Duke Nukem may be a relic of the past, but he’s also a brand that is forever linked to something other than cheap titillation and over the top action that is peppered with cheesy one-liners: Disappointment. After just about every PC gamer and their grandma managed to play through Duke Nukem 3D, mania for the wise-cracking gunslinger was at an all time high.
Fans couldn’t get enough of the Testoblerone-munching hero, 3D Realms had an actual cash cow on their hands and the demand for Duke to really kick some ass with next generation hardware had Take Two Interactive throwing massive wads of cash at the company to create the ultimate Duke game. That game, was Duke Nukem Forever. When it was first announced, fans went mental:
The Quake 2 engine was running hot, the action looked solid and 3D Realms clearly had a winner on their hands. Until the studio decided to shift development to the Unreal Engine and essentially start the game from scratch again. Was it alarming? Absolutely. Did the 2001 trailer jettison those fears into the cold vacuum of space thanks to the even more explosive action promised? You bet your buns that 2001 Darryn watched this video countless times off of an old New Age Gaming CD-ROM:
That’s the game that everyone wanted at the time. That’s the game that fans would have gladly paid for. Instead, 3D Realms found itself falling victim to feature creep, a lack of resources and the studio eventually going bust towards the end of the 2000s, leaving Gearbox to swoop in and finish the game off. A game that was still utterly lacking in charm, polish and felt like a sexist dinosaur on a rampage.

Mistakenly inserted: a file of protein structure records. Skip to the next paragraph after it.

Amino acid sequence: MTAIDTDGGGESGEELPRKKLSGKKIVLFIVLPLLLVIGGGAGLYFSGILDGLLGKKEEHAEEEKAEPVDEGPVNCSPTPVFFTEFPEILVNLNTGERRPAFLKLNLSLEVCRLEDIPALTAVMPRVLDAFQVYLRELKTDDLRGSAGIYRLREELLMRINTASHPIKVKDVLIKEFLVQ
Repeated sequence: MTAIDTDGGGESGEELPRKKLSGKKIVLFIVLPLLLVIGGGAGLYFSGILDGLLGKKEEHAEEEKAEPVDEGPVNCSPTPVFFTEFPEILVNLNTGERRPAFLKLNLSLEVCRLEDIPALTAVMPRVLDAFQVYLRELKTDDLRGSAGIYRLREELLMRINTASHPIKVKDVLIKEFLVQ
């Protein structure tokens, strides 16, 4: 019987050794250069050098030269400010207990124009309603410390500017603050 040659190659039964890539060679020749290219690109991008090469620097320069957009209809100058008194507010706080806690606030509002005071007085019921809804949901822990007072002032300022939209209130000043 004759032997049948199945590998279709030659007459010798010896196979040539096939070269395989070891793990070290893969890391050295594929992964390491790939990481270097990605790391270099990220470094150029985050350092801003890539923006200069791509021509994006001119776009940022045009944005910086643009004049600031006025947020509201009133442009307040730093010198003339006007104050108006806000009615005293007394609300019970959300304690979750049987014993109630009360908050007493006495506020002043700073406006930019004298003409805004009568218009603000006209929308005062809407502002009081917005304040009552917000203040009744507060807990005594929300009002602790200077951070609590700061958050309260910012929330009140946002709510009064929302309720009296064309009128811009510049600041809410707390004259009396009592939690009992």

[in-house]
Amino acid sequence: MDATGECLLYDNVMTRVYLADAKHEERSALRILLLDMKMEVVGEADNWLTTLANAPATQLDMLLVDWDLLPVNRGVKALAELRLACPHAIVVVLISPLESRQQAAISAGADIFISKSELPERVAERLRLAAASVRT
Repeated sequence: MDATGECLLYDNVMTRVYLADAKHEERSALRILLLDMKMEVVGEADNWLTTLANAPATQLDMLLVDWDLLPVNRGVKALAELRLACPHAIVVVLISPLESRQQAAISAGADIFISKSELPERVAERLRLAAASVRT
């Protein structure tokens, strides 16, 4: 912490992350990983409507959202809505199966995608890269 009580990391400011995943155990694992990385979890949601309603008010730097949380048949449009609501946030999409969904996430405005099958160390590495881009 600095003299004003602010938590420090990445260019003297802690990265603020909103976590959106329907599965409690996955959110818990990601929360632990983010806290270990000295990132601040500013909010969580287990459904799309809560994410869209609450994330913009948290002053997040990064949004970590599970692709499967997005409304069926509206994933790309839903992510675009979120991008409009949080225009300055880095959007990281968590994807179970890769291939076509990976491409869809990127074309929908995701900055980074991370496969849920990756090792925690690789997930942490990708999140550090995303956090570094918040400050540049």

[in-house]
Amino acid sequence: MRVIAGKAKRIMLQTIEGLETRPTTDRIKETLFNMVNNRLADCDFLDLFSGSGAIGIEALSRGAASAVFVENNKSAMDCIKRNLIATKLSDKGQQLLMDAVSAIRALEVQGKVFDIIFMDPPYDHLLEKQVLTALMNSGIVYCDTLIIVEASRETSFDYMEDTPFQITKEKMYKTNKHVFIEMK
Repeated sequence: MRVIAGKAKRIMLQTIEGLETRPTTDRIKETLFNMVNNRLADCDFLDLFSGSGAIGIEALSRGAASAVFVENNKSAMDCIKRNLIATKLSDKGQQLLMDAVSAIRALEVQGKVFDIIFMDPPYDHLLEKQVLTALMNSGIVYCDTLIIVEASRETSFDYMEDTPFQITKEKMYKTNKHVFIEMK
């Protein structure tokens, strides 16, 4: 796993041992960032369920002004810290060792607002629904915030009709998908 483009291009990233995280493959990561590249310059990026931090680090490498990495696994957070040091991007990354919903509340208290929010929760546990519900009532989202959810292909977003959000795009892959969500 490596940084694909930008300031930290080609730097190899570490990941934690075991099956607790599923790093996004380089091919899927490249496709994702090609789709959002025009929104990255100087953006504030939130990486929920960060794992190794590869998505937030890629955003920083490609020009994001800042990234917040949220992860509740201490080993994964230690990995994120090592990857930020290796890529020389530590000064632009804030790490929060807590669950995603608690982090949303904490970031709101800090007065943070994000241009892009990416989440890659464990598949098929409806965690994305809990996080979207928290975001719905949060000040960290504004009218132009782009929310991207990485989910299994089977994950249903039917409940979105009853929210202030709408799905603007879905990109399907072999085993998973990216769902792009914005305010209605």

So where did it all go wrong? “For me, around 2003. I remember having conversations with (3D Realms boss) George (Broussard) about ‘I just don’t think we’re a big enough company to pull this off’. I even made suggestions, what about handing this over to for instance Digital Extremes, and I talked to James Schmalz over there and he loved the idea. Christoph Haltiner at Take Two, he loved the idea. I just couldn’t get George to buy in on the idea.,” 3D Realms co-founder Scott Miller Steve Miller said to IGN.
My argument to George was, we need to almost immediately double the size of our studio to get this thing out. What happens is, is that a new game will come out that blows the doors off of what we’re doing, like Half-Life or Half-Life 2. And therefore we’re like ‘let’s go back to the drawing board’ and add more features to the engine and we’re just always playing catch-up because our team is too small to ever really get ahead and maintain the kind of lead we want.
Near the end there, we finally did embrace the idea of bringing in other producers and a lot more people, but it was too late and Take Two had lost their patience with us and they didn’t want to keep funding anything else. Definitely three or four years before that, I saw the writing on the wall.
It’s a pity. As much as Duke Nukem is a relic of a forgotten era in gaming, he’s still deserving of a better place in history for the strides he made at the time, whether they were good or bad. Duke Nukem Forever should have been the final chapter in a series that was expected to be explosive when it was eventually released.
Instead, Duke went out with less of a bang and more of a whimper in his final stab at greatness.
Last Updated: October 16, 2018